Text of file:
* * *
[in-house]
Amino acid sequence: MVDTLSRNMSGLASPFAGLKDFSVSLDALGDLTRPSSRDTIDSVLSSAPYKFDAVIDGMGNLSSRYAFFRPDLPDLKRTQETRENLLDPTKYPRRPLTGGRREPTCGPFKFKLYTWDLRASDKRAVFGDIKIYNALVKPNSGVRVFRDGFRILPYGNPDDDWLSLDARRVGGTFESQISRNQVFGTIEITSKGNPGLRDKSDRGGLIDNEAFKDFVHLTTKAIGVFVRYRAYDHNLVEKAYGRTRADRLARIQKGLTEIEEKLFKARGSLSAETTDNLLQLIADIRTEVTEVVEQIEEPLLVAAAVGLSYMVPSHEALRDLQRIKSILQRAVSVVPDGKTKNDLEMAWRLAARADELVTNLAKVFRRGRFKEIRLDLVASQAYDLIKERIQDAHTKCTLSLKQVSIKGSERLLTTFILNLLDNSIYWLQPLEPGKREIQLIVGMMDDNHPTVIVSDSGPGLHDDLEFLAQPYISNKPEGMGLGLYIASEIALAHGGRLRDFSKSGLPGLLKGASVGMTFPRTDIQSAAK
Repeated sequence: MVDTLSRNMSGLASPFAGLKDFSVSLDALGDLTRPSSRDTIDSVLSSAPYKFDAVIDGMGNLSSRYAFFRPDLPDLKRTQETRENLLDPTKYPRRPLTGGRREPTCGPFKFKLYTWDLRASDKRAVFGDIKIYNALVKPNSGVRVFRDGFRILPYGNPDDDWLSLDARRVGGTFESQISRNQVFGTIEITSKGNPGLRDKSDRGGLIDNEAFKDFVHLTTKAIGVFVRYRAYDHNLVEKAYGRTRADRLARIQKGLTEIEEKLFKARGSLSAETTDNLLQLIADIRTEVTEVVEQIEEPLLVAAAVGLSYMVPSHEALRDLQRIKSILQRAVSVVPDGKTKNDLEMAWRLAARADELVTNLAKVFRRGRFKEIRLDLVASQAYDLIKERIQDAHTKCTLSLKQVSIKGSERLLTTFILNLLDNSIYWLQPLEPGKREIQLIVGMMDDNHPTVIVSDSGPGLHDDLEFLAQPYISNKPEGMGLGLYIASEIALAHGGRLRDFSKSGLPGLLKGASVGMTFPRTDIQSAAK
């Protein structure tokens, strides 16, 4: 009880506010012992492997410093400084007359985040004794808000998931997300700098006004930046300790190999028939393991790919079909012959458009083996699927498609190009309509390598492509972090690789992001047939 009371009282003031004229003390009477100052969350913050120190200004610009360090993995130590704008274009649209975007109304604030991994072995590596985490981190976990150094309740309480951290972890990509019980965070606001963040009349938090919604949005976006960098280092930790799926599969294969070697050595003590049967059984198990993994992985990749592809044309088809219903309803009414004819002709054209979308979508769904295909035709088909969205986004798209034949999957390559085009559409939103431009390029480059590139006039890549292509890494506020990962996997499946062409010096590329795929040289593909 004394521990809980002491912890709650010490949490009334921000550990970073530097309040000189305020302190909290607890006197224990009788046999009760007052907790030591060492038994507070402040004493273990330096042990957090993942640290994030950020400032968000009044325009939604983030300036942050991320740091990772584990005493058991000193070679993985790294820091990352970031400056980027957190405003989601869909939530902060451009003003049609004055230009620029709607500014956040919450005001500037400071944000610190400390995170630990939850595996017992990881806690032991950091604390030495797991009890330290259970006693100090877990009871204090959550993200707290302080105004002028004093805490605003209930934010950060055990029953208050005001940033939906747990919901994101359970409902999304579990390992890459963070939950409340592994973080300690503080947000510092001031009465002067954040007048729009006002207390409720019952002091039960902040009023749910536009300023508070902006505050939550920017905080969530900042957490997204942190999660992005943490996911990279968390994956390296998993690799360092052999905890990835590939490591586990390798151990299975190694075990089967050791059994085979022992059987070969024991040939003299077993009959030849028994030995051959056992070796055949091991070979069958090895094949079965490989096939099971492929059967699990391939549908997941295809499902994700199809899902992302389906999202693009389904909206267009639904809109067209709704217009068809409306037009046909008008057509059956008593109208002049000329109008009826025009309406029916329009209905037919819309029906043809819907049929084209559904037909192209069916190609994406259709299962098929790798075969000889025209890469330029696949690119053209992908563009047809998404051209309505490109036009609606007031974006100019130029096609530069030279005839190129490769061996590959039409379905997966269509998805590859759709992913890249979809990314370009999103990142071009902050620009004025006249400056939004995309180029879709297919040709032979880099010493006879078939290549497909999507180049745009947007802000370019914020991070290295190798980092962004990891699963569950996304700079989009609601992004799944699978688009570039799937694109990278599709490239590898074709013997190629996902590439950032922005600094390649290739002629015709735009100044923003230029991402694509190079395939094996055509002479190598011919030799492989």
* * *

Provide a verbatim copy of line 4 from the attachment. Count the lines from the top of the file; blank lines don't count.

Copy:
């Protein structure tokens, strides 16, 4: 009880506010012992492997410093400084007359985040004794808000998931997300700098006004930046300790190999028939393991790919079909012959458009083996699927498609190009309509390598492509972090690789992001047939 009371009282003031004229003390009477100052969350913050120190200004610009360090993995130590704008274009649209975007109304604030991994072995590596985490981190976990150094309740309480951290972890990509019980965070606001963040009349938090919604949005976006960098280092930790799926599969294969070697050595003590049967059984198990993994992985990749592809044309088809219903309803009414004819002709054209979308979508769904295909035709088909969205986004798209034949999957390559085009559409939103431009390029480059590139006039890549292509890494506020990962996997499946062409010096590329795929040289593909 004394521990809980002491912890709650010490949490009334921000550990970073530097309040000189305020302190909290607890006197224990009788046999009760007052907790030591060492038994507070402040004493273990330096042990957090993942640290994030950020400032968000009044325009939604983030300036942050991320740091990772584990005493058991000193070679993985790294820091990352970031400056980027957190405003989601869909939530902060451009003003049609004055230009620029709607500014956040919450005001500037400071944000610190400390995170630990939850595996017992990881806690032991950091604390030495797991009890330290259970006693100090877990009871204090959550993200707290302080105004002028004093805490605003209930934010950060055990029953208050005001940033939906747990919901994101359970409902999304579990390992890459963070939950409340592994973080300690503080947000510092001031009465002067954040007048729009006002207390409720019952002091039960902040009023749910536009300023508070902006505050939550920017905080969530900042957490997204942190999660992005943490996911990279968390994956390296998993690799360092052999905890990835590939490591586990390798151990299975190694075990089967050791059994085979022992059987070969024991040939003299077993009959030849028994030995051959056992070796055949091991070979069958090895094949079965490989096939099971492929059967699990391939549908997941295809499902994700199809899902992302389906999202693009389904909206267009639904809109067209709704217009068809409306037009046909008008057509059956008593109208002049000329109008009826025009309406029916329009209905037919819309029906043809819907049929084209559904037909192209069916190609994406259709299962098929790798075969000889025209890469330029696949690119053209992908563009047809998404051209309505490109036009609606007031974006100019130029096609530069030279005839190129490769061996590959039409379905997966269509998805590859759709992913890249979809990314370009999103990142071009902050620009004025006249400056939004995309180029879709297919040709032979880099010493006879078939290549497909999507180049745009947007802000370019914020991070290295190798980092962004990891699963569950996304700079989009609601992004799944699978688009570039799937694109990278599709490239590898074709013997190629996902590439950032922005600094390649290739002629015709735009100044923003230029991402694509190079395939094996055509002479190598011919030799492989």